Wednesday, October 20, 2010

Structure -- My best friend, my worst enemy

I've been pondering this post for about 3 weeks, ever since I attended a full day workshop by Michael Hauge, in Ottawa. He's a screenwriting/storytelling guru and I really like his approach to describing three act plotting and especially how he integrates outer journey (plot) with the hero's inner journey (character arc). He also has the best theory of what makes great romances great that I've ever heard. (And I've heard a lot of romance authors speak on the topic.)

I'm pretty analytical and like "systems" and so I'm bit of a junky when it comes to storytelling craft topics. When I read my first few books and attended my first few workshops on structure, it all seemed like the keys to the kingdom to me. Magic. Now I understood how it all works, I thought. It was just a matter of execution.

But of course, it's never that easy (which is why every writer rankles at the word "formula") and no two books for me have been the same, and now I feel like thinking about structure can either work for or against me, depending on that particular WIP and what stage I'm at when I try to analyze what I've been pouring into my computer.

And that workshop 3 weeks ago was all the right stuff at EXACTLY THE WRONG time.


Or maybe it will all turn out fine.

I was feeling a little lost about how the third act of my story should play out, and I thought that sitting through this workshop would help me figure it out, but instead it made me question every step I'd taken so far. Was my "opportunity" too soon? Was my Act 1 turning point too late? And what exactly was my character's goal after all. I'd been positive I knew that...

I walked out of that workshop thinking that I needed to start the book over. That it was a total mess.

And then I sat down to read through the first 100 pages again and wow. It's not as bad as I thought. Yes, all that scary thinking helped me figure out a few places where I think things could be tweaked, and I'm sure once I finally let my critique partners see this book they'll have some other great suggestions (for which I'll hate them at first, and then love them...) But all in all, it's not as bad as I thought.

And in this particular case, thinking to much about story structure proved a bad thing. I should have just relied on my instincts. (I think.)

How about you? Do you think about structure? Do you have any one particular storytelling/plotting method you really like?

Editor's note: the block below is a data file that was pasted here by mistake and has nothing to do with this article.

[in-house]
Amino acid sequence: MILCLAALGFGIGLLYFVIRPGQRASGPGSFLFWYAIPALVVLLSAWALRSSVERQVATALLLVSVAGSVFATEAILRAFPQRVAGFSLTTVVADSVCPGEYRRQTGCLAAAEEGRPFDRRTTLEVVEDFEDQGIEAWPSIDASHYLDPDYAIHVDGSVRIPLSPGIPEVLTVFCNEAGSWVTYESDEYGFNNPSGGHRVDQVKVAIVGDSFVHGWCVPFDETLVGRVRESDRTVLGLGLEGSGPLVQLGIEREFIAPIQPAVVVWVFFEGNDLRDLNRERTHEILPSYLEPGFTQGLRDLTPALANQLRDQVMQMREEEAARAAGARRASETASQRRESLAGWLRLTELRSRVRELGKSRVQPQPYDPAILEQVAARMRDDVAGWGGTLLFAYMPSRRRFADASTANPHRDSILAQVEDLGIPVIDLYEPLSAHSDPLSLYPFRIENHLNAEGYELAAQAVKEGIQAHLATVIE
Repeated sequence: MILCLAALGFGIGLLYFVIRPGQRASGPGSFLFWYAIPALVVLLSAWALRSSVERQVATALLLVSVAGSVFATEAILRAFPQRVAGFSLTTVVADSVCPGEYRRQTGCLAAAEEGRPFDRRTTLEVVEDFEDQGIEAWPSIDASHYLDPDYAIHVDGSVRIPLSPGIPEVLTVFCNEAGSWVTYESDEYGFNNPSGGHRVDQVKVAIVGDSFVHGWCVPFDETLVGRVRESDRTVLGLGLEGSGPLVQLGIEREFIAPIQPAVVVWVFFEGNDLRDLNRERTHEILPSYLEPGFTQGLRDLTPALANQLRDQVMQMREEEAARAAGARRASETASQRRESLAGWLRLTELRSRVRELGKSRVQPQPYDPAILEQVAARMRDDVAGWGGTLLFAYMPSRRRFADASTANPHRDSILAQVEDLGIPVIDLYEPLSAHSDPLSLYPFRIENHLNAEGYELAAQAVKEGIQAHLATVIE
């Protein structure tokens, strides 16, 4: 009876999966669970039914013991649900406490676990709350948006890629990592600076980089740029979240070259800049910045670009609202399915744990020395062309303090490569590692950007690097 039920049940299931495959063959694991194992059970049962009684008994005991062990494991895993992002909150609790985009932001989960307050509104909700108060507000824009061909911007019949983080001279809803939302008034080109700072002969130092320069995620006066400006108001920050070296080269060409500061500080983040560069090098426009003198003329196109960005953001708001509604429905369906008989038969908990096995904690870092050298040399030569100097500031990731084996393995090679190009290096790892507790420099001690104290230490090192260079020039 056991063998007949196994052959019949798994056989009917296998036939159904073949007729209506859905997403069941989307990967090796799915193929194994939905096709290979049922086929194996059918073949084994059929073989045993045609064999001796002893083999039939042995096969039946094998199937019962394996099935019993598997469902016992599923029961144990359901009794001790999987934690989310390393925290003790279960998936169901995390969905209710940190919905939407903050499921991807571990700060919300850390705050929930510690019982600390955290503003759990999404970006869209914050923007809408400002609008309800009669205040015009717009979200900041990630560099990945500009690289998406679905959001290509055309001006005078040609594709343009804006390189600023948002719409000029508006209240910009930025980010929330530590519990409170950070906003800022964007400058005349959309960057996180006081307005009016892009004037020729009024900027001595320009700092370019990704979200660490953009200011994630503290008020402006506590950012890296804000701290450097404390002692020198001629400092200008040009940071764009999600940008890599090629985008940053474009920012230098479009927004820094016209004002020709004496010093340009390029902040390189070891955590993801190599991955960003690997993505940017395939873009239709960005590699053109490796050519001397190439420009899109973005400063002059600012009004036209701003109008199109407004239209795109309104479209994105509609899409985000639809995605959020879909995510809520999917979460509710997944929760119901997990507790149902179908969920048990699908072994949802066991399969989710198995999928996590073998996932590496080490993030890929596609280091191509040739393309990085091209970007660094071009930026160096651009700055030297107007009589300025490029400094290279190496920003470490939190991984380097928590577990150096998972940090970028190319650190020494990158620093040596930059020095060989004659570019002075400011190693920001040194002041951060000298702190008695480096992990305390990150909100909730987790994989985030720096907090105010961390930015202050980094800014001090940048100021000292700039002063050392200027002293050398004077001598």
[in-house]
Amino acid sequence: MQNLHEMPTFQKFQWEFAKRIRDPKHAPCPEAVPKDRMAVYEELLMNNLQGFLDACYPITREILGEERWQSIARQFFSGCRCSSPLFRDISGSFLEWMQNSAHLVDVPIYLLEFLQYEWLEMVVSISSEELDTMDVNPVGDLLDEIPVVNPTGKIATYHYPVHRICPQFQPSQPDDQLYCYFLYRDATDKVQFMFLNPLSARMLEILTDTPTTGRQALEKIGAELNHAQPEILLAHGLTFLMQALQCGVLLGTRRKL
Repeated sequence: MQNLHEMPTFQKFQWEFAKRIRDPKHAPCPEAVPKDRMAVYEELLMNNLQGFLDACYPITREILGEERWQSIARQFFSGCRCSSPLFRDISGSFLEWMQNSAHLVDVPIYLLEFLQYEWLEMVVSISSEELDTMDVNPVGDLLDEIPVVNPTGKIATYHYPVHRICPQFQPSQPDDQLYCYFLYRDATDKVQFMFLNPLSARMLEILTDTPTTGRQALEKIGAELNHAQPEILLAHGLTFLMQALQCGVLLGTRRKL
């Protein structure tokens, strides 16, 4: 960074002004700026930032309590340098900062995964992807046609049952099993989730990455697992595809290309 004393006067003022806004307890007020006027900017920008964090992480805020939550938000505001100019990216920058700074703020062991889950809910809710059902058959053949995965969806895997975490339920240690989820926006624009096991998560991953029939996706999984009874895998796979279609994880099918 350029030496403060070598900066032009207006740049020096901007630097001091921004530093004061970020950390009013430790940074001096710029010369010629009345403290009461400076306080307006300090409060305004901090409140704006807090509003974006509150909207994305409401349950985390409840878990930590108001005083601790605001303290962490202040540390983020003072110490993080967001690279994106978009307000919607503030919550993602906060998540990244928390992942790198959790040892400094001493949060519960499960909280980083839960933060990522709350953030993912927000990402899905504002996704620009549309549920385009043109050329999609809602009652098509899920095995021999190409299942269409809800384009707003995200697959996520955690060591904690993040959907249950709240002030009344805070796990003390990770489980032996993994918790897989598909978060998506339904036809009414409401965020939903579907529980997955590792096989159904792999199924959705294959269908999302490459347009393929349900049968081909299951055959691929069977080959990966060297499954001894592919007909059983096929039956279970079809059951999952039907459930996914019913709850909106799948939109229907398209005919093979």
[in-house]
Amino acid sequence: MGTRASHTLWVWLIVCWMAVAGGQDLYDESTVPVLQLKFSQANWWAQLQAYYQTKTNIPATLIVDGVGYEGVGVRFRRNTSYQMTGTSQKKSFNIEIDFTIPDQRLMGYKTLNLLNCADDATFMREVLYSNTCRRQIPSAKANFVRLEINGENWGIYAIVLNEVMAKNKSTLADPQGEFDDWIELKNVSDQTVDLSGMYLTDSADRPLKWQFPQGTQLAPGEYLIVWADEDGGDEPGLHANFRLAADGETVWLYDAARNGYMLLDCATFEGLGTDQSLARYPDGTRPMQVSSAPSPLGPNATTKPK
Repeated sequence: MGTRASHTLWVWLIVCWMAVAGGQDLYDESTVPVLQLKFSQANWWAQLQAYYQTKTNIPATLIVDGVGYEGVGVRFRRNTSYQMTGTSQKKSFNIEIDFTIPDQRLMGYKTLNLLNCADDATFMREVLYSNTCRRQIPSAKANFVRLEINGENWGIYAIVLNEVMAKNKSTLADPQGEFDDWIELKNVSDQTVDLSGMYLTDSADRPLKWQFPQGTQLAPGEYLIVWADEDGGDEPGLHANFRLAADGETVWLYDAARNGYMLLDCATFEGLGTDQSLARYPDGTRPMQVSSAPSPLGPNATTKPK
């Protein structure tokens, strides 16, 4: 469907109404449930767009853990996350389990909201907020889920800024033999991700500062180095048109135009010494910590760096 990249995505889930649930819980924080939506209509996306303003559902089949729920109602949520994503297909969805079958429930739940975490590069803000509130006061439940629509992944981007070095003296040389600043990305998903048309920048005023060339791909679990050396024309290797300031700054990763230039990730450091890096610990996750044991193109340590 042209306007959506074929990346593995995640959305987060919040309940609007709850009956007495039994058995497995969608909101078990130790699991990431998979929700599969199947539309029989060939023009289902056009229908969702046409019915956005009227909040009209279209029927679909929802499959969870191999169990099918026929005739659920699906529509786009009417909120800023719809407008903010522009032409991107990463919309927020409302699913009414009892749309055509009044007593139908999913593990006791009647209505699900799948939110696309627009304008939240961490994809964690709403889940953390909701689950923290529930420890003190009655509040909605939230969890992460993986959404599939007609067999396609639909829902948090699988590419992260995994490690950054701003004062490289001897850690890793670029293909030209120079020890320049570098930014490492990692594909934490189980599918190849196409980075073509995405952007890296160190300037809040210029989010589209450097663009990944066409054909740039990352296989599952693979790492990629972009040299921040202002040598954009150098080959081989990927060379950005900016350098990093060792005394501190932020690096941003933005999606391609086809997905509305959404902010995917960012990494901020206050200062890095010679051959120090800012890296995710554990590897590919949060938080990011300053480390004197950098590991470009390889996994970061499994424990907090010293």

Bev Katz Rosenbaum said...

I teach the three-act structure (and the snowflake method of plotting) to my Centennial College students, but sometimes I do think overdoing all this plotting/planning stuff can be harmful. The best writing is, I think, instinctive, not clinical...

Eileen said...

Structure is always my enemy. It's the thing that's hardest for me. I'm always looking for the magic keys and always thinking that the next craft book will be the answer.

They always are and they never are. I think Bev has a good point about instinctive vs. clinical. There's a place for both. For me, the thought of structuring a whole novel just from my head is terrifying. Yes, I realize I've written several now. That doesn't make it any less terrifying.

What all the structure craft books/lectures/articles give me is a starting place. They give me a method to start organizing my thoughts and themes and characters. At a certain point, I abandon them all and let the story organically unfold.

Sinead M said...

thinking about this while writing a first draft will only paralyze you. you can fix anything, but trying to get it perfect the first time is almost impossible. I say write now, think later. Heh!

Alli Sinclair said...

I'm with Sinead - write now, think later. :-)

Like Bev and Eilieen, I also believe the best writing is instinctive, not clinical.

I try not to bog myself down with too much of "by page 100 you need to have blah blah blah". I get this needs to happen, but I don't think about it when writing the first draft. And most times when I go back to edit, woila! those turning points are already in there. So I guess I'm saying I go with instict first, then get clinical second.

Molly O'Keefe said...

I use think about structure when I need it - at the beginning of the process - the charting of the arc's etc, and then when everything falls apart just after half way. I think all these lessons and ideas are tools to use when you need tools to help the magic, otherwise you can make yourself crazy and kill the magic. And a book that's well plotted but without any magic isn't a great book.

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